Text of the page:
We have a dog named Buddy (aka Bud Dog, aka Bud Man, aka Buddy Pup . . .) who developed a weird looking (and feeling) knot on his shoulder, but before the vet got ready to remove it, he tested our furry friend for heartworms . . . and got a big ole positive for his efforts. So before we could de-knot the dog we had to go through round one of treatment, followed by 30 days of kenneling, followed by surgery and a second treatment, followed by another 30 days of kenneling.
For the uninitiated, heartworm treatments require kenneling of the treated animal so they don’t run around getting all excited, causing the heartworms to break loose and act like a blood clot. And for those who haven’t thought this all the way through, that meant we had to walk Buddy every morning and every evening and every night before bed. That is, unless we wanted to clean up a mess.
I took the morning and before bed shift and my husband took the evening walk. I don’t know about his experience, but Buddy was possibly the most accommodating dog known to man when it was my turn. I’d open the kennel door, he’d walk up to me and stick his head through the leash, and then gently walk down the steps off the porch (where the kennel was located, so he wasn’t out in the weather and we could install a heat lamp for the cold nights). Then he’d drag me all over the yard and out into the field, looking for that “perfect” spot. Once said spot had been located (and it was never the same spot twice), he’d take care of business while I stood looking around because . . . I mean . . . what else am I gonna do?
One night, while standing in the cold and listening to the silence that surrounded me—and waiting for the Bud Man to head back to the porch—I looked up. I don’t know why I hadn’t done that before; maybe on this particular night, Buddy was taking a bit longer than usual, perhaps the night was a bit darker than most other nights, or the moon was shining just a bit brighter than I was accustomed to seeing. Whatever the reason, I looked up . . . and the sky was filled with stars.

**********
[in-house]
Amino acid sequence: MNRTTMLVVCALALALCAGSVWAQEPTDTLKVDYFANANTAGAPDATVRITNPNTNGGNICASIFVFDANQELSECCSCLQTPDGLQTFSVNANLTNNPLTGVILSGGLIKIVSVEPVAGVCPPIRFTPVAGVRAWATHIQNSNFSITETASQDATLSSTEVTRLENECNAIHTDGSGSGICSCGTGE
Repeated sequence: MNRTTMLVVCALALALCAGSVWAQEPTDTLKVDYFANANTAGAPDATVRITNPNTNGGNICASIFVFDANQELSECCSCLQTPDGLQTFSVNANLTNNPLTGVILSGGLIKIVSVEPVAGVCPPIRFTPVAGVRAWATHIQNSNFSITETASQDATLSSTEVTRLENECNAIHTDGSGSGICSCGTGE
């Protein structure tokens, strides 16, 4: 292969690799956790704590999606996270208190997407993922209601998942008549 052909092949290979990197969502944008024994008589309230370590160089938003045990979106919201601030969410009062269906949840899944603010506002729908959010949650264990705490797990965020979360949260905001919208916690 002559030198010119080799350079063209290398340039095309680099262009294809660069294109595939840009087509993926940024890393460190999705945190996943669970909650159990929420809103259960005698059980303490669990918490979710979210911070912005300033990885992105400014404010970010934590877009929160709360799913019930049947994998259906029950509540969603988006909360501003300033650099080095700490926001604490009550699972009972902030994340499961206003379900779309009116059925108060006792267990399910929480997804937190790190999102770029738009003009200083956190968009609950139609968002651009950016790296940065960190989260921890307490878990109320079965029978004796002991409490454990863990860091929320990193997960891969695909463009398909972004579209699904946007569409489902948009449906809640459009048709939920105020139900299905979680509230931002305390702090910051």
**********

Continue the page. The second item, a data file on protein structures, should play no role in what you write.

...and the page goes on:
Where we live the stars don’t have to compete with the street lights or the parking lot lights of some major retail outlet. The sky belongs to them and I was awe-struck by their infinite beauty. I found Orion’s belt which pointed the way to Sirius, the brightest star in the sky and a part of Canis Major, or The Greater Dog. He is the constant companion of Orion, the hunter, who was placed in the night sky by Diana, goddess of the hunt and the moon, as a way to ensure his immortality after her brother Apollo tricked her into killing him. The Greater Dog also chases Lepus the hare, who sits eternally beneath Orion as though he waits for the hunter to notice him. If you’re a fan of mythology, then you know every constellation has a story, and that night so many of them sprang from the recesses of my high school and college-aged brain to remind me of what I had learned so many years ago.
I stood that night, gazing in wonder at something that had been there all along, but which in the chaos of Life, I had forgotten. From that point on, I looked forward to our nightly walks because I knew what awaited me. There were nights when the clouds rolled in and Buddy and I walked in the rain . . . cloud-covered nights that often tied themselves together in what seemed to be an endless string of darkness. But then the clouds would part to reveal a sky sprinkled with pinpoints of light . . . just as it has always been, despite Nature’s attempt to hide their beauty.
Most of us have grown weary over the last two years . . . years filled with cloud-covered nights that seem to have hidden the good things of Life behind an endless string of challenges and tragedies. But somewhere, behind all those clouds, the stars are shining. Sometimes, all you have to do is look up, though there are nights it might take a while to find one. And sometimes—like now—you have to be patient, knowing they’ll reappear when the time is right. But whether or not we can see them, the stars are always there . . . just as they always have been . . . just as they always will be, despite all the clouds behind which they are often hidden. Here’s hoping that in the coming year we will continually look for the stars, focusing on them when we find them, and knowing they will return when Life hides them from our sight.
About the author: Lisa Shackelford Thomas is a fourth generation member of a family that’s been in funeral service since 1926. She has been employed at Shackelford Funeral Directors in Savannah, Tennessee for over 40 years and currently serves as the manager there. Any opinions expressed here are hers and hers alone, and may or may not reflect the opinions of other Shackelford family members or staff.